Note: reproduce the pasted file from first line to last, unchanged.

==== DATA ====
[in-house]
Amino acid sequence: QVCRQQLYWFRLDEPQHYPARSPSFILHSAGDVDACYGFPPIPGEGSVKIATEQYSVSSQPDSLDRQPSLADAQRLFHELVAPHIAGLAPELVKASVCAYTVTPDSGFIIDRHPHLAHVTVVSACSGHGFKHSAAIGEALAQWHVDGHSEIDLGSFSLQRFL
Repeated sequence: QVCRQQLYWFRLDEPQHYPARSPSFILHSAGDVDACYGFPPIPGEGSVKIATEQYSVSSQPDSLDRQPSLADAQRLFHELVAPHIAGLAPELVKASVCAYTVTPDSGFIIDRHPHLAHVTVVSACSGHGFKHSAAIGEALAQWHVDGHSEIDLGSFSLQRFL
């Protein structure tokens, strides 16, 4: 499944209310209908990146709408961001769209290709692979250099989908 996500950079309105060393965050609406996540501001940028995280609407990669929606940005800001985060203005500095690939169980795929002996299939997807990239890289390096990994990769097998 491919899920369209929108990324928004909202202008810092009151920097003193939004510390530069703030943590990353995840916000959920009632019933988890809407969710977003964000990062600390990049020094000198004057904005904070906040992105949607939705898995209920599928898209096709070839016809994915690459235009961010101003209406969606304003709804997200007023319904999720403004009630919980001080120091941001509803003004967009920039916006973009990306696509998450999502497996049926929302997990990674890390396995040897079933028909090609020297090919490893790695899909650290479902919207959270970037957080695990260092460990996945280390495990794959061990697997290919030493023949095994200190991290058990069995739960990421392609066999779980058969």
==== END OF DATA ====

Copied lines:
[in-house]
Amino acid sequence: QVCRQQLYWFRLDEPQHYPARSPSFILHSAGDVDACYGFPPIPGEGSVKIATEQYSVSSQPDSLDRQPSLADAQRLFHELVAPHIAGLAPELVKASVCAYTVTPDSGFIIDRHPHLAHVTVVSACSGHGFKHSAAIGEALAQWHVDGHSEIDLGSFSLQRFL
Repeated sequence: QVCRQQLYWFRLDEPQHYPARSPSFILHSAGDVDACYGFPPIPGEGSVKIATEQYSVSSQPDSLDRQPSLADAQRLFHELVAPHIAGLAPELVKASVCAYTVTPDSGFIIDRHPHLAHVTVVSACSGHGFKHSAAIGEALAQWHVDGHSEIDLGSFSLQRFL
């Protein structure tokens, strides 16, 4: 499944209310209908990146709408961001769209290709692979250099989908 996500950079309105060393965050609406996540501001940028995280609407990669929606940005800001985060203005500095690939169980795929002996299939997807990239890289390096990994990769097998 491919899920369209929108990324928004909202202008810092009151920097003193939004510390530069703030943590990353995840916000959920009632019933988890809407969710977003964000990062600390990049020094000198004057904005904070906040992105949607939705898995209920599928898209096709070839016809994915690459235009961010101003209406969606304003709804997200007023319904999720403004009630919980001080120091941001509803003004967009920039916006973009990306696509998450999502497996049926929302997990990674890390396995040897079933028909090609020297090919490893790695899909650290479902919207959270970037957080695990260092460990996945280390495990794959061990697997290919030493023949095994200190991290058990069995739960990421392609066999779980058969």